If you’re faced with the task of shopping for an executive saloon you’ll know that the market is dominated by the usual European suspects. Lexus aside, the choice boils down to the German ‘big three’ and Jaguar.
Only it doesn’t anymore. With the recent arrival of Infiniti – Nissan’s premium division – anyone looking for, say, a BMW 5 Series alternative has a brand new model to consider.
Infiniti has adopted a conservative approach to launching itself and its cars in the UK. Having established its first retail centre in Reading, the company is expanding gradually so as not to dilute its carefully cultivated customer service and image.
But what about the car? Badged ‘M’ it borrows heavily from the smaller G series, with its sweeping curves and bold grille. Handsome and distinctive, the overall look is more transatlantic than European – hardly surprising considering Infiniti’s longstanding domestic and American market activities. It’s been around as long as Lexus, after all.
Unlike Lexus, Infiniti has hit the ground running with the M and the car boasts diesel power from its launch. If you’re serious about cracking the fiercely competitive premium saloon market, diesel is essential. As such, along with a 3.7-litre, 315bhp petrol V6, the rear-wheel drive M can be had with a 3.0-litre, 235bhp V6 diesel. With its standard fit seven-speed auto gearbox, the M is starting to shape up nicely.
Step inside the M and you’re faced with an exceptionally well built and roomy cabin. Rear legroom, in particular, is good and trumps the efforts of some rivals. At the front a colour infotainment screen dominates the car’s fascia, and below is a logically arranged cluster of buttons for the audio, navigation and ventilation functions.
Infiniti has worked hard to deliver a cabin with the right premium ambience. The driving position offers plenty of adjustment and the front seats are impressively supportive – the luxury and sports seats of the GT and S variants respectively are equally comfortable.
On the road the M feels somewhere between Mercedes’ E-Class and BMW’s 5 Series. The Infiniti delivers plenty of refinement in the form of low cabin noise and a plush cabin, but offers drivers a sporty and agile experience when on the move.
The BMW has the edge when you’re really pushing hard but the trade off is sometimes an over firm ride, something the M does without despite being available with 20-inch wheels, sports suspension and four-wheel steer in performance S guise. If you want a slightly softer ride and plusher cabin go for the GT model.
In diesel form the M30d demonstrates a good level of flexibility in town and away from urban limits. Happy to trickle along in traffic, it’s also capable of rapid acceleration, demonstrating plenty of flexibility on twisty country roads, plus cruising quietly at motorway speeds. And all the time the diesel motor’s activity never spoils the cabin ambience.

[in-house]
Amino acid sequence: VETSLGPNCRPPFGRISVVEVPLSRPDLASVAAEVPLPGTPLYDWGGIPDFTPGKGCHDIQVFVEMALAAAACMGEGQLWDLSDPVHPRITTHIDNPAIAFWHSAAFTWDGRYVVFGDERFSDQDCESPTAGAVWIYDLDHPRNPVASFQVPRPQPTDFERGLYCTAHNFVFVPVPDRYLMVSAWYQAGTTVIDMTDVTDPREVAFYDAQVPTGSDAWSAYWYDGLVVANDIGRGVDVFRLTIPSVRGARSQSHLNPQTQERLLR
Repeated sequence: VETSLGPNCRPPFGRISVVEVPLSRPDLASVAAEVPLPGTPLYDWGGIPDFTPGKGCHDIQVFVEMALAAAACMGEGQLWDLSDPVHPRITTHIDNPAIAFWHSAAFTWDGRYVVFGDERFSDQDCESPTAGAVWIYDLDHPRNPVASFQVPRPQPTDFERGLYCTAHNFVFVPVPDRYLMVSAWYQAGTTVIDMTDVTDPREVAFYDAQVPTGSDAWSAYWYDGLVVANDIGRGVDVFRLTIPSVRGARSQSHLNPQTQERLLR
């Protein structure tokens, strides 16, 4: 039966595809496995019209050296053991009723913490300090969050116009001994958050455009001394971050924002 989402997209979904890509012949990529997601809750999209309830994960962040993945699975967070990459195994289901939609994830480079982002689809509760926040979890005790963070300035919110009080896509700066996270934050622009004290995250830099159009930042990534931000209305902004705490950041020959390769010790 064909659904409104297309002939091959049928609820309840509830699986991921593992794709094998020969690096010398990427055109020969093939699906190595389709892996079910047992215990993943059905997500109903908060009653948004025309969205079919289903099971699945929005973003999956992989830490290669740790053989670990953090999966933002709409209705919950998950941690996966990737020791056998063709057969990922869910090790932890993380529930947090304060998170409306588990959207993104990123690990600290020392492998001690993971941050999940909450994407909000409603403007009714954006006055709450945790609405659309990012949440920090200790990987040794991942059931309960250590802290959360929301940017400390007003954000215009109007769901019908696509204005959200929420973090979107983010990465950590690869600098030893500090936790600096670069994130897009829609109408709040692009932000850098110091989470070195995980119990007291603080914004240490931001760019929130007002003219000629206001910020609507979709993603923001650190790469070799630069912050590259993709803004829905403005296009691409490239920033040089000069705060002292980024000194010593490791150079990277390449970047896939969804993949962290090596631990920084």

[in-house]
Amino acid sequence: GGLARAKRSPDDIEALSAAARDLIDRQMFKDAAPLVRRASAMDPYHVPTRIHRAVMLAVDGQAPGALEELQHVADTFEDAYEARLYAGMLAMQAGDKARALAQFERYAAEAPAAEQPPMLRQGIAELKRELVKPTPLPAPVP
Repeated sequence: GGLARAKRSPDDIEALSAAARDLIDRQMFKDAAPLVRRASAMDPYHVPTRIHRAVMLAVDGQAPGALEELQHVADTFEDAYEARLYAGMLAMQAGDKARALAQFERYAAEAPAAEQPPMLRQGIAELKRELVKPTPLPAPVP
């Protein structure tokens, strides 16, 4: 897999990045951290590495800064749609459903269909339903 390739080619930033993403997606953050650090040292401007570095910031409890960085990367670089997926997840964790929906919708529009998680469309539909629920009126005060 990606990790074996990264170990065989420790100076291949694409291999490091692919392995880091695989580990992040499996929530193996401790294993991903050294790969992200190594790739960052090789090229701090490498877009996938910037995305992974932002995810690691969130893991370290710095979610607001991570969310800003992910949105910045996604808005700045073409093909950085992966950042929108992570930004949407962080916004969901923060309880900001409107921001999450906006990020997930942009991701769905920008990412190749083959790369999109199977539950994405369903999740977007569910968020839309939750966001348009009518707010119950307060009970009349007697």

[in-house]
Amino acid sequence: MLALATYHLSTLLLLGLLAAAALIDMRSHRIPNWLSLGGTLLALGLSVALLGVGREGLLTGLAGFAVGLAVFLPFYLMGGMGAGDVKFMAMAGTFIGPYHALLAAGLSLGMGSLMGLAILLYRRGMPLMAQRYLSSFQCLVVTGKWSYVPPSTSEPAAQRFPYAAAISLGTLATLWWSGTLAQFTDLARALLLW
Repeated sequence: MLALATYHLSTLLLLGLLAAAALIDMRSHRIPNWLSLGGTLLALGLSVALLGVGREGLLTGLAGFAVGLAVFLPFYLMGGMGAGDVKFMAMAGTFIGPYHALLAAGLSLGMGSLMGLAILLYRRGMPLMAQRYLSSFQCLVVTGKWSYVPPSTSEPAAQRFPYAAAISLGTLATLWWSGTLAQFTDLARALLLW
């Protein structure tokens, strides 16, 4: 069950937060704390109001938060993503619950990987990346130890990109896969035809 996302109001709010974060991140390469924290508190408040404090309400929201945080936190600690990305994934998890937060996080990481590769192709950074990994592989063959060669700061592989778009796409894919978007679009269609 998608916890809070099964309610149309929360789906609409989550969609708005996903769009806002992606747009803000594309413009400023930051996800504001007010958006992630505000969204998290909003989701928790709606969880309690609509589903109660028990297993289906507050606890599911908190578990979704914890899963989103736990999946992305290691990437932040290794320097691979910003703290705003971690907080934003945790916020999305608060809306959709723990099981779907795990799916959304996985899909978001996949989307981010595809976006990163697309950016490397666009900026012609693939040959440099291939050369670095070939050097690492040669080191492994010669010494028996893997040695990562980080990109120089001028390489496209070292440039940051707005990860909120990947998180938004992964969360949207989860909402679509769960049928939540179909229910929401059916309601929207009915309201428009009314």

The petrol M37 is no different, as it too can play the refinement card around town yet also race towards the horizon when conditions allow. The key difference is the M37’s rorty exhaust note, and is a pleasant surprise in the otherwise buttoned down world of executive saloons.
Whichever you choose, the ability to toggle between an eco, regular and sport mode is more than a gimmick, as the clever electronics subtly alter the car’s engine and gearbox behaviour accordingly. The result is a car capable of adapting well to your mood and the road conditions. Opt for an S variant with four-wheel steer and you’ll be amazed at the car’s added agility.
Another pleasant side of infiniti’s M is that, in true Japanese tradition, it comes with more kit than your average posh German saloon. As a result, pricing is extremely competitive, and adds an interesting competitive dimension to the Japanese outsider.
Model dependent safety kit such as a blind spot detector that will help prevent your car from drifting into the path of parallel running traffic plus an active braking system that can bring the M to a complete stop are just two highlights along with a long list of creature comforts.
The badge snobs might wish to give Infiniti’s M a wide berth but they will be missing out. At the very least the firm’s premium saloon is a competitively priced alternative to the sometimes too clinical and formal European opposition.
With its soft curves the M is a handsome beast, plus it boasts plenty of kit and the all-important diesel engine. That it’s also engaging to drive is the icing on the cake, and proves that opting for an outsider doesn’t have to result in a compromise.
FACTS AT A GLANCE
Model: Infiniti M30d GT Premium, from £44,600 on the road. M range starts from £36,750.
Engine: 3.0-litre diesel unit developing 235bhp.
Transmission: 7-speed auto transmission as standard, driving the rear wheels.
Performance: Maximum speed 155mph, 0-62mph 6.9 seconds.
CO2 Rating: 199g/km.
By Iain Dooley